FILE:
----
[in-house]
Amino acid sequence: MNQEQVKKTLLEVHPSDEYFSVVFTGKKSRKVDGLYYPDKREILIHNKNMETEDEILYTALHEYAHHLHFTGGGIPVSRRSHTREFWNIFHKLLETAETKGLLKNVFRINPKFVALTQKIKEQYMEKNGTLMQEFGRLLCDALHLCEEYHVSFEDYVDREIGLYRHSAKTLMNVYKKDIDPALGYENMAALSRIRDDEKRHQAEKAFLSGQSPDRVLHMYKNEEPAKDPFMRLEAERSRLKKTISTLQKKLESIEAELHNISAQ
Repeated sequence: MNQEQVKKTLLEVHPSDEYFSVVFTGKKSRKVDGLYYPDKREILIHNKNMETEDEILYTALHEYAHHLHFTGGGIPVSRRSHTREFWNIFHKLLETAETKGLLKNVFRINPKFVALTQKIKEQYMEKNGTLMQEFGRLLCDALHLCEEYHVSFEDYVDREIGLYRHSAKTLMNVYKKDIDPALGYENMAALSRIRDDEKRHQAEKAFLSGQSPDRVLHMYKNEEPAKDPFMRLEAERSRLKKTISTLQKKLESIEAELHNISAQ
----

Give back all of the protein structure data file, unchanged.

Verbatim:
[in-house]
Amino acid sequence: MNQEQVKKTLLEVHPSDEYFSVVFTGKKSRKVDGLYYPDKREILIHNKNMETEDEILYTALHEYAHHLHFTGGGIPVSRRSHTREFWNIFHKLLETAETKGLLKNVFRINPKFVALTQKIKEQYMEKNGTLMQEFGRLLCDALHLCEEYHVSFEDYVDREIGLYRHSAKTLMNVYKKDIDPALGYENMAALSRIRDDEKRHQAEKAFLSGQSPDRVLHMYKNEEPAKDPFMRLEAERSRLKKTISTLQKKLESIEAELHNISAQ
Repeated sequence: MNQEQVKKTLLEVHPSDEYFSVVFTGKKSRKVDGLYYPDKREILIHNKNMETEDEILYTALHEYAHHLHFTGGGIPVSRRSHTREFWNIFHKLLETAETKGLLKNVFRINPKFVALTQKIKEQYMEKNGTLMQEFGRLLCDALHLCEEYHVSFEDYVDREIGLYRHSAKTLMNVYKKDIDPALGYENMAALSRIRDDEKRHQAEKAFLSGQSPDRVLHMYKNEEPAKDPFMRLEAERSRLKKTISTLQKKLESIEAELHNISAQ